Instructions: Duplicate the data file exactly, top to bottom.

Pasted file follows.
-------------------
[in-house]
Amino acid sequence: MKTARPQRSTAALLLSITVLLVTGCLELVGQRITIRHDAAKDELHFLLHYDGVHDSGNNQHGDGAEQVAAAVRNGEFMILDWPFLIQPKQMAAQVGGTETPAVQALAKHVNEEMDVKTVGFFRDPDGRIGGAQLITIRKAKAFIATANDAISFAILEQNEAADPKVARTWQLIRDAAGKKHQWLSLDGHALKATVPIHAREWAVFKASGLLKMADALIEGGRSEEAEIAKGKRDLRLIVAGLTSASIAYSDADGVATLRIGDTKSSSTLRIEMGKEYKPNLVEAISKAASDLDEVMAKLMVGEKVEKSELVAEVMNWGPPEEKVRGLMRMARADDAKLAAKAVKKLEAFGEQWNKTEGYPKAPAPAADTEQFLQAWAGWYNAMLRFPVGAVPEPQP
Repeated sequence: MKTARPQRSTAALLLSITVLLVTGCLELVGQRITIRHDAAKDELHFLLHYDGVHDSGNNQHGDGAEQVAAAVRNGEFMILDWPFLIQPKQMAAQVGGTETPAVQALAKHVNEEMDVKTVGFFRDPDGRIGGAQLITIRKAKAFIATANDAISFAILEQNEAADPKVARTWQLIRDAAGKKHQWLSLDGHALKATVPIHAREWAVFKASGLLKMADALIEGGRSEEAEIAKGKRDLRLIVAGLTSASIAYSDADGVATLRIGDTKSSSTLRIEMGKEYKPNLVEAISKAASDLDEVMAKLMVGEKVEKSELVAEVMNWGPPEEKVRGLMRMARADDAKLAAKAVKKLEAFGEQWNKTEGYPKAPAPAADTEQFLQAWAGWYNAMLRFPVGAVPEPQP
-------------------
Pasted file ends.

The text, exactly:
[in-house]
Amino acid sequence: MKTARPQRSTAALLLSITVLLVTGCLELVGQRITIRHDAAKDELHFLLHYDGVHDSGNNQHGDGAEQVAAAVRNGEFMILDWPFLIQPKQMAAQVGGTETPAVQALAKHVNEEMDVKTVGFFRDPDGRIGGAQLITIRKAKAFIATANDAISFAILEQNEAADPKVARTWQLIRDAAGKKHQWLSLDGHALKATVPIHAREWAVFKASGLLKMADALIEGGRSEEAEIAKGKRDLRLIVAGLTSASIAYSDADGVATLRIGDTKSSSTLRIEMGKEYKPNLVEAISKAASDLDEVMAKLMVGEKVEKSELVAEVMNWGPPEEKVRGLMRMARADDAKLAAKAVKKLEAFGEQWNKTEGYPKAPAPAADTEQFLQAWAGWYNAMLRFPVGAVPEPQP
Repeated sequence: MKTARPQRSTAALLLSITVLLVTGCLELVGQRITIRHDAAKDELHFLLHYDGVHDSGNNQHGDGAEQVAAAVRNGEFMILDWPFLIQPKQMAAQVGGTETPAVQALAKHVNEEMDVKTVGFFRDPDGRIGGAQLITIRKAKAFIATANDAISFAILEQNEAADPKVARTWQLIRDAAGKKHQWLSLDGHALKATVPIHAREWAVFKASGLLKMADALIEGGRSEEAEIAKGKRDLRLIVAGLTSASIAYSDADGVATLRIGDTKSSSTLRIEMGKEYKPNLVEAISKAASDLDEVMAKLMVGEKVEKSELVAEVMNWGPPEEKVRGLMRMARADDAKLAAKAVKKLEAFGEQWNKTEGYPKAPAPAADTEQFLQAWAGWYNAMLRFPVGAVPEPQP